Griffith University’s Kungullanji Indigenous Student Research Conference marked the end of a successful summer research program for participants, highlighting some of Griffith’s talented, up-and-coming researchers this month.
The Kungullanji Summer Research Program aims to create research opportunities and pathways for Aboriginal and Torres Strait Islander students while improving their skills, enhancing their student experience and improving support for Indigenous researchers.
Scholars attend research training workshops and cultural support sessions while undertaking their research project under the guidance of an academic supervisor.
Aboriginal and Torres Strait Islander students showcased the results of their summer research project, presenting a seminar and research poster at the conference on 12 February.
The Dean (Executive) of Griffith Graduate Research School, Professor Sue Berners-Price, says the interest in research generated by programs like the Kungullanji Summer Research Program is invaluable, and shows the exciting research capabilities of Griffith students.
“This program gives students a taste of what it’s like to be a researcher and the impact their research could have on the community.
“We are already seeing past graduates from the Kungullanji program transitioning to higher degree by research programs at Griffith and it’s exciting to see where our researchers of tomorrow will take this opportunity,” Professor Berners-Price said.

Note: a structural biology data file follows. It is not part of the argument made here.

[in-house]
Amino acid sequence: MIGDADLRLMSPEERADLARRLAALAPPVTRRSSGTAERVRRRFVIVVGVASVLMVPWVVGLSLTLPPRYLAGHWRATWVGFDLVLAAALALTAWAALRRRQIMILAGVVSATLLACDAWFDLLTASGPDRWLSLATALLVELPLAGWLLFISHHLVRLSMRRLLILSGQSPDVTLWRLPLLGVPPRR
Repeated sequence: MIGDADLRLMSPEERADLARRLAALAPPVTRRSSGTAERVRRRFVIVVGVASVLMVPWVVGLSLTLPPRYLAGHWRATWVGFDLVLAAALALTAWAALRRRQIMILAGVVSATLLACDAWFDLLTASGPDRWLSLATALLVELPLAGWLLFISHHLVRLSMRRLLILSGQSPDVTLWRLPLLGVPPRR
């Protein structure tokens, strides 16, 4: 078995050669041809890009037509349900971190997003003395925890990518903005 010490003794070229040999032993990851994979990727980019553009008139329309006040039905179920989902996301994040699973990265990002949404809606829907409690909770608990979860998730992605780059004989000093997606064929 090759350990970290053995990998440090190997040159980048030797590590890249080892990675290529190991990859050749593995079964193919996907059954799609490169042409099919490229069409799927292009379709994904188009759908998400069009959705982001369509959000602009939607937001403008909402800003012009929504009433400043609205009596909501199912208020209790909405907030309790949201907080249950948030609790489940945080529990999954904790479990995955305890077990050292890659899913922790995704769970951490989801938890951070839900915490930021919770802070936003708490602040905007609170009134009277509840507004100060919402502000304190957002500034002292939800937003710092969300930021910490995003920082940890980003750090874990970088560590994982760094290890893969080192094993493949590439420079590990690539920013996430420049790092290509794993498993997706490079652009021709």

The conference ended on a high note with participants awarded for the most outstanding presentation and poster before taking part in a networking event to add to the development of their research careers.
Elizabeth Godfrey, a Master of International Law student and fourth time participant, won this year’s most outstanding presentation award, with Bachelor of Psychological Science student Brock Little awarded runner-up for his presentation.
Melissa Stannard, a Bachelor of Visual Arts in Contemporary Australian Indigenous Art student setting her sights on honours in 2020, won the most outstanding poster award, with Bachelor of Social Work student Shantara Noyes awarded runner-up for her poster.
Research conducted by the summer scholars ranged from educational tools to social justice, cultural heritage and history to health and wellbeing. The research projects included topics such as: protecting cultural sites with LIDAR technology, evaluating suicide prevention programs, exploring climate change adaptation in remote communities, medicinal properties of Manuka Honey, Indigenous voice to parliament, the use of digital tools to improve literacy and more.
These research topics reflect the diversity and talent of the next generation of Indigenous researchers at Griffith.